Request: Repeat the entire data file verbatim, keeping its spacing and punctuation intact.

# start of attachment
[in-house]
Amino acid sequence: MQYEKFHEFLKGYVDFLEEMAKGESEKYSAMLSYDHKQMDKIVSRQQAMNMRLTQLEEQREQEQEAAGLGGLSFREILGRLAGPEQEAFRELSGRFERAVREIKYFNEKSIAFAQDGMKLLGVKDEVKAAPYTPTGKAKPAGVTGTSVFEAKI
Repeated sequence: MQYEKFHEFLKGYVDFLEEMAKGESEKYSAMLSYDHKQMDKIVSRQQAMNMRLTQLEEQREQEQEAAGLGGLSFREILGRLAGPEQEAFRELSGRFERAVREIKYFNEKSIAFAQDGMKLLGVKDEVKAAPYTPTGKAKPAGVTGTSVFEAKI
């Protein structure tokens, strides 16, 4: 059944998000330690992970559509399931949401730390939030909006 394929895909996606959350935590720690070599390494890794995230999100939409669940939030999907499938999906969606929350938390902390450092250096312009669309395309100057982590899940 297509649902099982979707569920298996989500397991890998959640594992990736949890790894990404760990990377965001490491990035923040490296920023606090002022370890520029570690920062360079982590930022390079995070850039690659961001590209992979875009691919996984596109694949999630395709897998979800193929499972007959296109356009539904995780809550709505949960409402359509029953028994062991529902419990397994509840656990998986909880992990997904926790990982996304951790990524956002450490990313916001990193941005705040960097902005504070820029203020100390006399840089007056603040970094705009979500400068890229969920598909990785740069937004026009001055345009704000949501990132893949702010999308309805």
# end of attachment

[in-house]
Amino acid sequence: MQYEKFHEFLKGYVDFLEEMAKGESEKYSAMLSYDHKQMDKIVSRQQAMNMRLTQLEEQREQEQEAAGLGGLSFREILGRLAGPEQEAFRELSGRFERAVREIKYFNEKSIAFAQDGMKLLGVKDEVKAAPYTPTGKAKPAGVTGTSVFEAKI
Repeated sequence: MQYEKFHEFLKGYVDFLEEMAKGESEKYSAMLSYDHKQMDKIVSRQQAMNMRLTQLEEQREQEQEAAGLGGLSFREILGRLAGPEQEAFRELSGRFERAVREIKYFNEKSIAFAQDGMKLLGVKDEVKAAPYTPTGKAKPAGVTGTSVFEAKI
């Protein structure tokens, strides 16, 4: 059944998000330690992970559509399931949401730390939030909006 394929895909996606959350935590720690070599390494890794995230999100939409669940939030999907499938999906969606929350938390902390450092250096312009669309395309100057982590899940 297509649902099982979707569920298996989500397991890998959640594992990736949890790894990404760990990377965001490491990035923040490296920023606090002022370890520029570690920062360079982590930022390079995070850039690659961001590209992979875009691919996984596109694949999630395709897998979800193929499972007959296109356009539904995780809550709505949960409402359509029953028994062991529902419990397994509840656990998986909880992990997904926790990982996304951790990524956002450490990313916001990193941005705040960097902005504070820029203020100390006399840089007056603040970094705009979500400068890229969920598909990785740069937004026009001055345009704000949501990132893949702010999308309805």